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How Right-Wing Media Ate the Republican Party

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Контент предоставлен New York Times Opinion. Весь контент подкастов, включая выпуски, графику и описания подкастов, загружается и предоставляется непосредственно New York Times Opinion или его партнером по платформе подкастов. Если вы считаете, что кто-то использует вашу работу, защищенную авторским правом, без вашего разрешения, вы можете выполнить процедуру, описанную здесь https://ru.player.fm/legal.

In recent weeks, America got a preview of how the new Republican House majority would wield its power. In attempting to perform a basic function of government — electing a speaker — a coalition of 20 House members caused Kevin McCarthy to lose 14 rounds of votes, decreasing his power with each compromise and successive vote.

This is not normal. Party unity ebbs and flows, but the G.O.P. in recent decades has come apart at the seams. Nicole Hemmer is the director of the Carolyn T. and Robert M. Rogers Center for the American Presidency at Vanderbilt University, an associate professor of history and the author of two books about the conservative movement and media ecosystem, “Messengers of the Right: Conservative Media and the Transformation of American Politics” and “Partisans: The Conservative Revolutionaries Who Remade American Politics in the 1990s.” And she says we can’t understand the current G.O.P. without understanding when, where and how these dynamics began.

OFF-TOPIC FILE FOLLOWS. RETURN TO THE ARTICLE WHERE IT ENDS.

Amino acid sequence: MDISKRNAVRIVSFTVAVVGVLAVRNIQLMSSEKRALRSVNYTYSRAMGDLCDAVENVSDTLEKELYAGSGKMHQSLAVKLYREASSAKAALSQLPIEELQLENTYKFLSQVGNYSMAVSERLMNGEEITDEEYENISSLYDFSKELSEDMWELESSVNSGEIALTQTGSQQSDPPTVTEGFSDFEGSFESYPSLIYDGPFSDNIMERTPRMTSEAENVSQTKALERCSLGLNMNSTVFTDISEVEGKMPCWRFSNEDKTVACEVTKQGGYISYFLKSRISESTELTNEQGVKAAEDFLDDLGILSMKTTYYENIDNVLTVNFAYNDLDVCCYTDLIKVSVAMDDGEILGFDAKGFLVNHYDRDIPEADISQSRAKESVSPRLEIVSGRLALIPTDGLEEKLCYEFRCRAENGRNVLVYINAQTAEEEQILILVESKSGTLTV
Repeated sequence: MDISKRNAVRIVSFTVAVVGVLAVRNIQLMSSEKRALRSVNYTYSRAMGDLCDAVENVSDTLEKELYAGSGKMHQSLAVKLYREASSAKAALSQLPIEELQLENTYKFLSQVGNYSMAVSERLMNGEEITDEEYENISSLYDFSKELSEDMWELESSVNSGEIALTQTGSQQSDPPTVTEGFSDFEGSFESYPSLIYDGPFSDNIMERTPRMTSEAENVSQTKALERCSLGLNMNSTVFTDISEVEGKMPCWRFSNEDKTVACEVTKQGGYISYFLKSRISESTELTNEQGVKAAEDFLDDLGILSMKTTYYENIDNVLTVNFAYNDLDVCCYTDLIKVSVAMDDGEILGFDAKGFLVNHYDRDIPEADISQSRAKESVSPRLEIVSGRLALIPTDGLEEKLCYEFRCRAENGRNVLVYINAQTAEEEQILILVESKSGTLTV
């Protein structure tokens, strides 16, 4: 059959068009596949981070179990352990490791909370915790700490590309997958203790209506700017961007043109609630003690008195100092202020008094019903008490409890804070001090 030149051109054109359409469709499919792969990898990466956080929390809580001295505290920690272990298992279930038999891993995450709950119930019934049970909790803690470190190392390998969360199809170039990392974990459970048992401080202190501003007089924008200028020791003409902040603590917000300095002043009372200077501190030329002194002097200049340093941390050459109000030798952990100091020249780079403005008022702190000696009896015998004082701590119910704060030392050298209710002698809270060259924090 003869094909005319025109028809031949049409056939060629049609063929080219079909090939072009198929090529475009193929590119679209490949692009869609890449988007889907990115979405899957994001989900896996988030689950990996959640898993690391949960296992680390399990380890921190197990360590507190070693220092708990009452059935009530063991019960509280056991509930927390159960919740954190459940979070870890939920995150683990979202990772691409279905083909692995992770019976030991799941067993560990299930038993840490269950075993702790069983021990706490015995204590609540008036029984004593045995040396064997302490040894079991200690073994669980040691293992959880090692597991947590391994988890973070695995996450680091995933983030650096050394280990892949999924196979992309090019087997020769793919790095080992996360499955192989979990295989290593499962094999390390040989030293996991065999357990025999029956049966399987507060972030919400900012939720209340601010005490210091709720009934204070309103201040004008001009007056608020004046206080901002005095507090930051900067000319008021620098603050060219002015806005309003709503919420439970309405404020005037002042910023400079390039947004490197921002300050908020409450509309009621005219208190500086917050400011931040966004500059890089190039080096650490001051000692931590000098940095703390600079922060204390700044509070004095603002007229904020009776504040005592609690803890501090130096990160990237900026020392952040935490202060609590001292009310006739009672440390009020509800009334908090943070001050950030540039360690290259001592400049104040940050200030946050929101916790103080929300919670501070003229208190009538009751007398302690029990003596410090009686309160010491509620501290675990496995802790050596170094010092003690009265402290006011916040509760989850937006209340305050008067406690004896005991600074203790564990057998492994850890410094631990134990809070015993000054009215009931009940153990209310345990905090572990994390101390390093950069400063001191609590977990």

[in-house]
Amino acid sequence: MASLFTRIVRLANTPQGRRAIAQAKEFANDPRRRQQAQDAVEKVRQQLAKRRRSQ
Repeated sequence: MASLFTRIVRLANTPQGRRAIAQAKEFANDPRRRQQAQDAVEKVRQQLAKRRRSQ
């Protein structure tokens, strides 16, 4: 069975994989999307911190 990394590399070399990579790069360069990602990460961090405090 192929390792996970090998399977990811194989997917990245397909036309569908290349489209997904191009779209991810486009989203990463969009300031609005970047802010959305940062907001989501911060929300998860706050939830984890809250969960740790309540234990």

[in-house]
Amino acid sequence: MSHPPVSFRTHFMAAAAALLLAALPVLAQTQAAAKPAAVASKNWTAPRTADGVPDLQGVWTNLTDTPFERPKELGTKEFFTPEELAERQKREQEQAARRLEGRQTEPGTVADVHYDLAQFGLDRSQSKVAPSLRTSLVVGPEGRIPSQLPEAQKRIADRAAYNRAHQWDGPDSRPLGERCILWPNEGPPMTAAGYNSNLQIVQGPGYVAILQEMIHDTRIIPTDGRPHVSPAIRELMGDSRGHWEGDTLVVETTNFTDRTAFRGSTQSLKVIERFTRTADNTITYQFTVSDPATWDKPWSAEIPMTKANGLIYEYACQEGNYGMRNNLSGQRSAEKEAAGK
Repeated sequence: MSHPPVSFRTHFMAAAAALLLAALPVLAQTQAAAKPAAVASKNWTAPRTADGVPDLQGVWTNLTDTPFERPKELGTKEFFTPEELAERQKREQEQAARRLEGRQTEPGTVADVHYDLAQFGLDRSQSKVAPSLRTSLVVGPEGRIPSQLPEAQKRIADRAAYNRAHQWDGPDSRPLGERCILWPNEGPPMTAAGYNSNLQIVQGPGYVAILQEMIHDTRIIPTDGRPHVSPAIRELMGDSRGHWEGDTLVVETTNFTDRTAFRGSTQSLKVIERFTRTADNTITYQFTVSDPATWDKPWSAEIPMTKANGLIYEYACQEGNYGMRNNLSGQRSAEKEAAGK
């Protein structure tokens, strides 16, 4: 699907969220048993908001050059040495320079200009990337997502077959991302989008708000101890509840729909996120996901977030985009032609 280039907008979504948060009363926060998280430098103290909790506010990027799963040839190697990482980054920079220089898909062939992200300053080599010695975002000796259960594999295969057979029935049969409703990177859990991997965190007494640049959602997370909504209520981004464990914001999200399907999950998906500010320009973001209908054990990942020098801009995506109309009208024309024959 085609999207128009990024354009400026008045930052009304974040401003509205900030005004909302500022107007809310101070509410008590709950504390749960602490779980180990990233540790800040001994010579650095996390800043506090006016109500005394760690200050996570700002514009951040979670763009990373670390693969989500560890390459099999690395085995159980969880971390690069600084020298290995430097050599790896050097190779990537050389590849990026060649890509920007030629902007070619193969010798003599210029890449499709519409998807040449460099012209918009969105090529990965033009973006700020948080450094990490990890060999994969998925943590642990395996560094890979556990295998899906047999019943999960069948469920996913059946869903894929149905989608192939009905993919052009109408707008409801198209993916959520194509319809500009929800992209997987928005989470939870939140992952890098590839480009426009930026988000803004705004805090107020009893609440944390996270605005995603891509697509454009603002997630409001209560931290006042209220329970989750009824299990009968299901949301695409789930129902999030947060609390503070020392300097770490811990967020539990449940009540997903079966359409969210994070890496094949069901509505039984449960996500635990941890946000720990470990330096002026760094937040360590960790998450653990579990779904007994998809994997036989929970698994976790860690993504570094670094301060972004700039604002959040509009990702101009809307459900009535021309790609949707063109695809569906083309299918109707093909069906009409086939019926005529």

We discuss why the Cold War bonded Republicans as a party, how the 1994 Republican congressional victory inaugurated a new era of intraparty fighting, how Rush Limbaugh’s rise created a new market for far-out ideas and new pressures on conservative politicians, why conservative media has had so much more sway than liberal media over grass-roots voters, how the business model of Fox News differs from that of MSNBC and what kinds of political ideas those businesses produce, how the G.O.P. is now caught between the pincers of the donor class and the grass roots, when the chief Republican enemy became the Democratic Party, why more moderate conservatives have become so weak and more.

Mentioned:

The Tea Party and the Remaking of Republican Conservatism by Theda Skocpol and Vanessa Williamson

The Rise and Fall of the Neoliberal Order by Gary Gerstle

Asymmetric Politics by Matt Grossman and David A. Hopkins

Realigners by Timothy Shenk

Book Recommendations:

Fit Nation by Natalia Mehlman Petrzela

Dreamland by Carly Goodman

Freedom’s Dominion by Jefferson Cowie

Thoughts? Guest suggestions? Email us at ezrakleinshow@nytimes.com.

You can find transcripts (posted midday) and more episodes of “The Ezra Klein Show” at nytimes.com/ezra-klein-podcast, and you can find Ezra on Twitter @ezraklein. Book recommendations from all our guests are listed at https://www.nytimes.com/article/ezra-klein-show-book-recs.

“The Ezra Klein Show” is produced by Emefa Agawu, Annie Galvin, Jeff Geld, Rogé Karma and Kristin Lin. Fact-checking by Michelle Harris and Kate Sinclair. Original music by Isaac Jones. Mixing by Jeff Geld. Audience strategy by Shannon Busta. The executive producer of New York Times Opinion Audio is Annie-Rose Strasser. Special thanks to Pat McCusker and Kristina Samulewski.

  continue reading